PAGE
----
With just under 3.4 million women living in Indiana, it’s fair to say that women have been and still are an integral part of the state’s defining moments. Over the last century, women have made significant advances toward gender equality in economics, politics, health care and education. Despite this, women’s stories are often overlooked or even ignored.
The latest exhibit in our Be Heard series seeks to help remedy this through highlighting the contributions Hoosier women – both ordinary and extraordinary – have made throughout Indiana’s history. These stories are essential to more fully understand Indiana’s past and present.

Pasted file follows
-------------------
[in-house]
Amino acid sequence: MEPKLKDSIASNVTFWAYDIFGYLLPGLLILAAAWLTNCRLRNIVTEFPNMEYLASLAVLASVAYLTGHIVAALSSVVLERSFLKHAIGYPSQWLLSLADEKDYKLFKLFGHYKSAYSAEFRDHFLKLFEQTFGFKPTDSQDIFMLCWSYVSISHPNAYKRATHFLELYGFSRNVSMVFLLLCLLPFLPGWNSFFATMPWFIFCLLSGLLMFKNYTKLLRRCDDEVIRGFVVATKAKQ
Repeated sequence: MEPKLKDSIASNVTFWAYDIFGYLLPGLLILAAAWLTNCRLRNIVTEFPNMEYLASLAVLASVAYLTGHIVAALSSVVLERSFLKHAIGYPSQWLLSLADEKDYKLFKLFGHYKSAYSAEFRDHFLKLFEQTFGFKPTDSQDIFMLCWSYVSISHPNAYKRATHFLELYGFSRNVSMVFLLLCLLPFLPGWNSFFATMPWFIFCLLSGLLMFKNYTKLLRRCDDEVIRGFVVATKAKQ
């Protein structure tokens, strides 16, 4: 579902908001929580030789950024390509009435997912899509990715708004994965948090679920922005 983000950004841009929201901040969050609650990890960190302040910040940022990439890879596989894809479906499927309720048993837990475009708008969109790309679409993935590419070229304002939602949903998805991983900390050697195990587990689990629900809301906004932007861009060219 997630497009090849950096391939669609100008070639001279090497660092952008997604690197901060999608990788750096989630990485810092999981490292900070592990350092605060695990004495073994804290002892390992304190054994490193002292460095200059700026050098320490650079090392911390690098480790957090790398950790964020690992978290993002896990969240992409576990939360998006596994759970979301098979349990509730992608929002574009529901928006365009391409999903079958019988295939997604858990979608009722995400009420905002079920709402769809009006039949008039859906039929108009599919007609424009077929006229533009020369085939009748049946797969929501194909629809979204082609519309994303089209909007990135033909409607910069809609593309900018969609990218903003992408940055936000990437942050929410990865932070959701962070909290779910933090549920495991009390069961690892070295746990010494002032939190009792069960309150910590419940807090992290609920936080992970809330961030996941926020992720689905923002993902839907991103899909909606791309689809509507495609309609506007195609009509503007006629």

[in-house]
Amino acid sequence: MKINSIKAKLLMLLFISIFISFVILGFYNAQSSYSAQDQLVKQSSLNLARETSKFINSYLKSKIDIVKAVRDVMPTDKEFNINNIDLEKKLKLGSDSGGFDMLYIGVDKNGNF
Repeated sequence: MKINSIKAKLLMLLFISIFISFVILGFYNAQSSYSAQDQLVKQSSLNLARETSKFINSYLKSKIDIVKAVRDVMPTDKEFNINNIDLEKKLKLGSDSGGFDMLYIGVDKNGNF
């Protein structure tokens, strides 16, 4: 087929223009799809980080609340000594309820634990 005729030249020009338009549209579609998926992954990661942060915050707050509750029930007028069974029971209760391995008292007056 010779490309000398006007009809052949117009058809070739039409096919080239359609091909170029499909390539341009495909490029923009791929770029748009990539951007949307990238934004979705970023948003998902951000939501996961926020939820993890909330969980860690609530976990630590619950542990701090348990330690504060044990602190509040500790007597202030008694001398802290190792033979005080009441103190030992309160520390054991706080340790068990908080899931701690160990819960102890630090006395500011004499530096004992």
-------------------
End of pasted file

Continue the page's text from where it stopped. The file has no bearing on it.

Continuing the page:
Each story or individual featured provides insight into an important aspect of the experience of women in the state over time.
Lovina Streight demonstrates to us how important women were to the Union during the Civil War through her experience as a nurse on the front lines.
Mary Matthews provides us a glimpse into the daily life of a young factory worker during the Great Depression in a small town in Southern Indiana.
Roselyn Richardson helps us understand the struggle of achieving school desegregation in Indianapolis and how to make a difference for students through career sampling programs.
Architect Avriel Shull shows us how to achieve success in a male-dominated field while leaving an enduring legacy.
Chief Frances Dunnagan of the Miami Nation of Indians of Indiana teaches us what it takes to be a great leader through establishing democratic elections and instilling cultural pride in younger generations.
These stories just scrape the surface considering the more than 400 collections pertaining to women’s history available in our archives and the millions of Hoosier women who deserve to have their stories told.